Leave it for a couple of hours (though if you were incredibly organised you could even leave it to marinade overnight. I’m not, so I can’t really tell you if it makes it dramatically better. Two hours works fine for me) Keep turning it so it gets an even marinade.
Peel and cut your spuds into chips.
Then boil them for 3 or 4 minutes in salted water, drain them and shake them dry.
Sprinkle them with oil and a shaking of salt ( I always use Maldon because I love the large crystals and I think it tastes ‘cleaner’ than ordinary table salt. I’m sure there’s a bit of a chemical tang to pouring salt but maybe that is just me being pretentious.)
Make sure the chips have a light coating of oil by rolling them about a bit on a greased sheet and then put them in a hot oven – 170 degrees or so. Because you have partly cooked the potato it will only take about 15 to 20 minutes to cook properly and brown to a delicious chip crispiness.
Now…. heat your grill till it is as hot as it can go. The aim is to get that steak cooked as quickly as possible, leaving the inside pinkish. That will keep it tender. Whack it on the grill and cook it for 8 to 10 minutes, turning it once. It will be gorgeously, glisteningly brown and still pink in the middle.
While that’s cooking, you have enough time to make a delicious garlic sauce by chopping some garlic finely, heating it in 4 tablespoons of butter and adding a teaspoon of Worcestershire Sauce. Simmer it gently and get ready to put everything together…..
Take the steak out and slice it across the grain – that’s the short side… so it looks like this….
Pile your chips up.
Put the sliced steak on the plate and pour some delicious garlic sauce over the meat.
Pour a glass of red wine.
Remember to wipe your mouth afterwards – that will remove the garlic sauce that may have dribbled and the self satisfied smirk that will be all over your face after making such a delicious meal for two for just over £5.
In the very first Cookery Lotto, Looby selected “The Prawn Cocktail Years” by Simon Hopkinson and Lindsey Bareham using the completely random method of picking a number and then I counted along the bookshelf. That’s fair enough, isn’t it? We don’t need fancy machines to give us our answers. The National Lottery could learn a lot from us. Cheap and efficient!
“Here they all are, fresh as paint, as if they’d never been away. Why did we let them go? Neglected, derided, dismissed as hopelessly naff, in what dismal Midlands eateries have they been waiting out the years of shame? No matter, they’re back. Prawn Cocktail, Steak and Chips and Black Forest Gateau are the signature dishes of The Prawn Cocktail Years, a bravura collection of favourite restaurant dishes from the Fifties, Sixties and Seventies–years when Britain was learning to eat out.” – Amazon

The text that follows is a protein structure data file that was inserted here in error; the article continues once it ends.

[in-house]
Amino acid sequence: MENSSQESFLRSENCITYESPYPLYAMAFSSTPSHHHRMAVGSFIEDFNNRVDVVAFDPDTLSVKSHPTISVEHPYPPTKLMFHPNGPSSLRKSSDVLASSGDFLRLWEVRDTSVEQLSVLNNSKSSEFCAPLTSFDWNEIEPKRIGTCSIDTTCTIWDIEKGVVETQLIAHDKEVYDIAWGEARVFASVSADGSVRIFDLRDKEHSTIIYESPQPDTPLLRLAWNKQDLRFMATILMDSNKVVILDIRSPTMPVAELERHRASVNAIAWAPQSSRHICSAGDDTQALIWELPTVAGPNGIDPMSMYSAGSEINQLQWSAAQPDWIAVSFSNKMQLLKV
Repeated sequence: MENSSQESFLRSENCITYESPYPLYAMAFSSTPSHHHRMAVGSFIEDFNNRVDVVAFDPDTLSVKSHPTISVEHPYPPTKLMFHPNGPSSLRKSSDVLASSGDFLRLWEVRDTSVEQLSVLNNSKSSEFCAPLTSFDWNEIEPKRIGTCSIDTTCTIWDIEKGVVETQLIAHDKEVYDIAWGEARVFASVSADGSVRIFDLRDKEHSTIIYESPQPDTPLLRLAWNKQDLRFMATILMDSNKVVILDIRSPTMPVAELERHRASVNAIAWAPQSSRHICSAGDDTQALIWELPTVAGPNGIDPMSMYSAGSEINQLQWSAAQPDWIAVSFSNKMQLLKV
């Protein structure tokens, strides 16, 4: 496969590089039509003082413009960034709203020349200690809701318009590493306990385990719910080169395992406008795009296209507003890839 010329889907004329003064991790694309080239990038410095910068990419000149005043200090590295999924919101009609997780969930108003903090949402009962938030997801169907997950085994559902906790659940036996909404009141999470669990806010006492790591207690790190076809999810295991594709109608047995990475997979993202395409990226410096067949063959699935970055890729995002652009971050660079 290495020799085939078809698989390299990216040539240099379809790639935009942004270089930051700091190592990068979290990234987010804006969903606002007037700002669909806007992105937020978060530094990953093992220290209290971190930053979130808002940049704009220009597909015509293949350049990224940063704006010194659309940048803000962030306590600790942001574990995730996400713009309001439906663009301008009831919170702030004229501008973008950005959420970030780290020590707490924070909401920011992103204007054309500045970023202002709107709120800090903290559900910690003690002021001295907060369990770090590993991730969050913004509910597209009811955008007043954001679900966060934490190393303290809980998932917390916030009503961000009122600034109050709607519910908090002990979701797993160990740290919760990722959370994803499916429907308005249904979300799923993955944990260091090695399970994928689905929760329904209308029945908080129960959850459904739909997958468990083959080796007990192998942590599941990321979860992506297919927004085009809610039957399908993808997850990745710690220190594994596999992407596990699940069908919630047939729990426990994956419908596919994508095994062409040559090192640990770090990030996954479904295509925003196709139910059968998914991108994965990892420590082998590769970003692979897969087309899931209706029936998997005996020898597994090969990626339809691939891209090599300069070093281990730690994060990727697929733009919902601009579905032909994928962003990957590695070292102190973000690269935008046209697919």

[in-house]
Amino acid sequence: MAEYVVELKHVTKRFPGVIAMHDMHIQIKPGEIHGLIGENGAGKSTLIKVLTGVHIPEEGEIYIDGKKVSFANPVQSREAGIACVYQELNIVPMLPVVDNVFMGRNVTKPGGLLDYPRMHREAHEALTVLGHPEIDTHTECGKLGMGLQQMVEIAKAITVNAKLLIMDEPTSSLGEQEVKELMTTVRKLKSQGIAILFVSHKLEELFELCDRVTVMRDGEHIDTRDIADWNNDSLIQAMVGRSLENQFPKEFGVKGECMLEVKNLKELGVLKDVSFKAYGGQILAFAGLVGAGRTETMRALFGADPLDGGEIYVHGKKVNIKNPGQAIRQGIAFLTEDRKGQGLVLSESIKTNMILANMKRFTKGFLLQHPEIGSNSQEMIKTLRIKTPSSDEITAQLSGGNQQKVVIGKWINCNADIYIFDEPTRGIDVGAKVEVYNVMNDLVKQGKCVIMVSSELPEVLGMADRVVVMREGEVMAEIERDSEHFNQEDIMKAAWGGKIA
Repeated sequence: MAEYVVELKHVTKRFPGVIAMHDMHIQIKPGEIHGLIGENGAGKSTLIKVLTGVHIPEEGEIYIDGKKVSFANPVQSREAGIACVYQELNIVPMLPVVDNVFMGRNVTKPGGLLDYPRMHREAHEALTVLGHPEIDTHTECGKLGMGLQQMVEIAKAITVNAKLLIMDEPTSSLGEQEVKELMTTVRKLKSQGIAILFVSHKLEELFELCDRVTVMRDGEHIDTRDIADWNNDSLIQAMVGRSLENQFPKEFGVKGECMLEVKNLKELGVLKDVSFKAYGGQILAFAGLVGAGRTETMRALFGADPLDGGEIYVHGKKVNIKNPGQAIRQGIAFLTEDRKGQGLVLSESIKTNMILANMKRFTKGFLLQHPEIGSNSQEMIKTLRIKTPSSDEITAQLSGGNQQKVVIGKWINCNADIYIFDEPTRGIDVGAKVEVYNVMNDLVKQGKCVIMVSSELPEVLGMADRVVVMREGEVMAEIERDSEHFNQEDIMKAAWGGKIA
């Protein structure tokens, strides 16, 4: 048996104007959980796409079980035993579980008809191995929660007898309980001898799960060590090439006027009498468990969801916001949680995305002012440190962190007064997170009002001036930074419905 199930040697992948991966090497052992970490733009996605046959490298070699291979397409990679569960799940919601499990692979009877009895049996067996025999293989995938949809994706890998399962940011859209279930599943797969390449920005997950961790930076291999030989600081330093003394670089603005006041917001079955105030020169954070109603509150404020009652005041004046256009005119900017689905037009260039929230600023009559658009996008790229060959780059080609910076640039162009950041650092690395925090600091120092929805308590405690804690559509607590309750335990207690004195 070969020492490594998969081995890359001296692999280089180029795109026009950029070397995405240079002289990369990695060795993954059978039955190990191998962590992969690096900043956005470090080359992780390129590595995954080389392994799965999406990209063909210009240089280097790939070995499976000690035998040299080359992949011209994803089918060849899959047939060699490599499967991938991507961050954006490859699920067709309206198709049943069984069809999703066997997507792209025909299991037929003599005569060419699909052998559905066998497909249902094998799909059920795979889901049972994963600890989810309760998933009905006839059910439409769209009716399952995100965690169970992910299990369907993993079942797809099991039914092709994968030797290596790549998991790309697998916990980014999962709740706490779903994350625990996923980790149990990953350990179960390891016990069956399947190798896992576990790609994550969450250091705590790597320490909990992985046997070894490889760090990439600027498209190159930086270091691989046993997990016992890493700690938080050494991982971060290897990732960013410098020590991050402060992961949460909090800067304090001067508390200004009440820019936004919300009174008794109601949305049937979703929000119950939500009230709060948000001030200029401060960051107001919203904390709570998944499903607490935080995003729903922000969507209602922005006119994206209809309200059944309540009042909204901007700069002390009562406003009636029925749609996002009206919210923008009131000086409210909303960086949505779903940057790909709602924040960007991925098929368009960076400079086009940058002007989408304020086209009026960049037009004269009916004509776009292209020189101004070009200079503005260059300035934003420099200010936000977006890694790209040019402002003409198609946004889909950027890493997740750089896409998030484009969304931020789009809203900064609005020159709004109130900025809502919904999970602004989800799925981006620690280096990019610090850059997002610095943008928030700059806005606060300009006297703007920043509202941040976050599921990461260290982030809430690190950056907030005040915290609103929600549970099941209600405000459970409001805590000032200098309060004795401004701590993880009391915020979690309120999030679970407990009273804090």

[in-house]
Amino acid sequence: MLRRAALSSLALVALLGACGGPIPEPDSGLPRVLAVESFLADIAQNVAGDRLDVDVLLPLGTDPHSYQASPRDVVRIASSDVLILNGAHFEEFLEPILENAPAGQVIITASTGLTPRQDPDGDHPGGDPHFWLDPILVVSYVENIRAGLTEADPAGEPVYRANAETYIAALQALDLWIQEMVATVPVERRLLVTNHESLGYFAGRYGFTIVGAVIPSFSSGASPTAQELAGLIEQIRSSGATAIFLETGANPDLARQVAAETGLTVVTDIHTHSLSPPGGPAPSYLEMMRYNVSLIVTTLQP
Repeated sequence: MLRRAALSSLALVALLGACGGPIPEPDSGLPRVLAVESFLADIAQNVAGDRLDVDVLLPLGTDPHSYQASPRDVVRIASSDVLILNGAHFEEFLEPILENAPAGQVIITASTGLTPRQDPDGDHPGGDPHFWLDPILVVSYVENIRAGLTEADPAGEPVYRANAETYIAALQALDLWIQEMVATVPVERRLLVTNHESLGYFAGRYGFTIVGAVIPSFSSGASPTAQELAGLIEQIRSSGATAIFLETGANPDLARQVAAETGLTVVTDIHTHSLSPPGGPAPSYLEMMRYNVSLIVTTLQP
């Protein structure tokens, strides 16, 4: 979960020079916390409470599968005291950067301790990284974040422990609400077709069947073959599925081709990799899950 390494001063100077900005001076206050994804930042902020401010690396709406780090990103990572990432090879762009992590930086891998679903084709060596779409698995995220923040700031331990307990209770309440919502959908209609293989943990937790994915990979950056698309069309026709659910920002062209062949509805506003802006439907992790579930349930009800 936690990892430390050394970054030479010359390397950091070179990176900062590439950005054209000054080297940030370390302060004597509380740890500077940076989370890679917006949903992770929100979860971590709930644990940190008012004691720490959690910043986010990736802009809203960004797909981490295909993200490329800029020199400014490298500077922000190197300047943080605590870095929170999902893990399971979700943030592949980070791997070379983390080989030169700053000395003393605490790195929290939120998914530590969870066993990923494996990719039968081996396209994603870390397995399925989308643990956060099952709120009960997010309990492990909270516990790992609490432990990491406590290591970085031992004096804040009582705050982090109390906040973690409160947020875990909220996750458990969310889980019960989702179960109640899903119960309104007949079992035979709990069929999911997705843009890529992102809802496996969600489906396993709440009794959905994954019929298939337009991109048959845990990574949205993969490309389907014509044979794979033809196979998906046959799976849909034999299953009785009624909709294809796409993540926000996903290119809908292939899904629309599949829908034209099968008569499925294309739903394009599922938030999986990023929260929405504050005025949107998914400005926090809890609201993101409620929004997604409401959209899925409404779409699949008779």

How could you not like a description of a book like that?
The next step was to find the recipe in there…. first off the mark was Els, texting in from work …. no 49
and…. as you can see, the recipe is Creamed Spinach! Bit of a bonus that, for me, because I love creamed spinach. I would eat it once a week at least. Maybe daily.
In essence, it is blanched spinach, finely chopped and added to a creamy bechamel sauce with a grating of nutmeg. An unctuous, smooth, tasty helping of spinachy gorgeousness….
The Bear cries when I make him eat creamed spinach. He’s very odd like that. He has a spoonful and then screws up his face and says he can’t eat it. But he can, you know, and even admits that is isn’t that bad.
That, I think, is the secret to spinach. Make it nicely and it becomes the most delicious, savoury, creamy vegetable with just a bit of a tang to it and it is oh-so-good for you. Serve it with some roast meat and you have heaven on a plate. I’m thinking some roast pork would be good. Sunday lunch it is then!
So tomorrow’s shopping list will include spinach, double cream, milk and an onion. From the store cupboard you’ll need cloves, nutmeg, flour, pepper and some butter from the fridge.
Well, I know how easy it is to have good intentions…. to make plans that somehow just get a little bit sidelined. Life’s like that. I read cookery books, for example, and think that I’ll try this recipe or that menu.. and then I carry on doing the same things I normally do because I’m tired, or in a rush, or I’m just back from work, or when I did the shopping I just grabbed the old familiars so I could get out of there and get home.